Fort Worth is a delightful paradox. It’s a city both steeped in western heritage and loaded with museums and galleries. And why can’t you have the best of both worlds? Here are eight places where you can view and purchase Western art.
From posters to oil paintings to vintage and historical prints, there’s a little something for every Western art lover to buy. There are also more sophisticated mixed media pieces, like James Moore’s Spring in bronze on stone and Tammy Lynne Penn’s radiant Together We Fly in bronze. The Western art collector or native Texan in your life is going to love the replica of the John Arrowsmith 1841 map of the Republic of Texas, which shows Texas’ claim to the upper Red River area and into what is now New Mexico.
The Museum houses premier examples of American painters of the 19th and 20th centuries whose art features the American West. Close to 400 works by Frederic Remington and Charles M. Russell, arguably the two greatest artists of the American West, are housed on the Museum's mezzanine level where four small gallery spaces are devoted to the their works. The wall-mounted, pull-out drawers reveal Russell’s very illustrated letters and other ephemera. Thanks to the generosity of museum patrons and sponsors, admission to this beautiful space is always free.
PC: A Dash for the Timber, 1889; Amon Carter Museum of American Art, Fort Worth, Texas
Amon G. Carter Collection
Art is everywhere, even on our bridges. The Dewey Street Bridge showcases artist Leticia Huerta’s beautiful Leather Roses and Stars, a series of bas-relief images in the concrete which are drawn from the saddles and garments of cowboys and cowgirls of Fort Worth’s past. The piece is part of the Fort Worth Public Art Collection.
PC: Leather Roses & Stars, 2012; Photograph by Ralph Lauer
The National Cowgirl Museum and Hall of Fame is a one-of-a-kind day trip though the history of women who shaped the American West. The museum houses a collection of 5,000 Western artifacts, along with books, archives and oral histories.
The Hall of Fame is home to 228 pioneers, artists, writers, entertainers, humanitarians, business women, educators, ranchers and rodeo cowgirls including painter Georgia O’Keeffe, writer Laura Ingalls Wilder, Enid Justin - who created the multi-million-dollar Nocona Boot Company - Roy Rogers’ better half Dale Evans and U. S. Supreme Court Justice Sandra Day O’Connor.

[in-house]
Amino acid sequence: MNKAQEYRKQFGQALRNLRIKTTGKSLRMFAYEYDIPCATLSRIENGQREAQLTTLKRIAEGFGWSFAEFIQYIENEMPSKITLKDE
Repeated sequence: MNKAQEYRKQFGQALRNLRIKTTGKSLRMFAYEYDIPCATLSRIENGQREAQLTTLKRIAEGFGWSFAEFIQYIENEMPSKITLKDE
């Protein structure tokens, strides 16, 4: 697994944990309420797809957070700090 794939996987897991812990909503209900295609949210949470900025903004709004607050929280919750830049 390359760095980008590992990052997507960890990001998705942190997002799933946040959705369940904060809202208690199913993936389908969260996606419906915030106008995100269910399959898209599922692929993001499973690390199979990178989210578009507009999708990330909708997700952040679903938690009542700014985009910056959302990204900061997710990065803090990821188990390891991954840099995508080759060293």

If you like what you see, you can buy prints, replicas of bronzes, and some cute clothing for your favorite cowgirl.
The Sid Richardson Museum houses the preeminent local collection of Western art in Fort Worth. The museum is home to a permanent collection of works by Frederic Remington and Charles M. Russell, which vividly bring to life the romance of the American West.
PC: 1895, Charles M. Russell, Bringing Up the Trail
Courtesy Sid Richardson Museum, Fort Worth, Texas
Legacy, one of the current exhibits, brings together the clashing forces that defined the West in the late 19th century: cowboys, Native Americans, the railroad and soldiers. And in an unusual twist, the second exhibit Frederic Remington: Altered States features artworks with alterations made either by the artist or by others. The exhibit contains three Remington paintings from the museum’s collection, supported with two loaned books from the Rick and Murfy Stewart Collection and two loaned bronzes from a private collection.
You can also purchase prints and replicas of the works you view. Admission to the museum, the legacy of larger-than-life oilman and philanthropist Sid Richardson, is free.
The Stockyards Museum houses living history –– from the Chisholm Trail to the livestock markets and processing plants, all of the stories and memories of the Northside of Fort Worth are here. You will find John Wayne’s Silver Spurs Award, Comanche and Kiowa regalia, art and artifacts surrounding the livestock industry and memories from the time when the Stockyards were “The Wall Street of the West.”
For almost a century, Tandy Leather has provided Fort Worth and the rest of the country with high quality leather, tools, kits and other resources. The Tandy Leather Museum is the area’s only exhibitor of handcrafted leatherworks, including items like belts, saddles, golf bags, a guitar case and something totally unexpected: hand-tooled pictures of western scenes. The largest, “The Brush Popper,” is a unique three-dimensional work of Western Art. Admission to the museum is free.
Finally, the Will Rogers Memorial Center is home to a variety of pieces of Western art, according to our friends at Fort Worth Public Art. The paintings are scattered through the Coliseum, the auditorium and the Equestrian multi-purpose building.
PC: Jack Bryant, Midnight; Photograph by Fort Worth Public Arts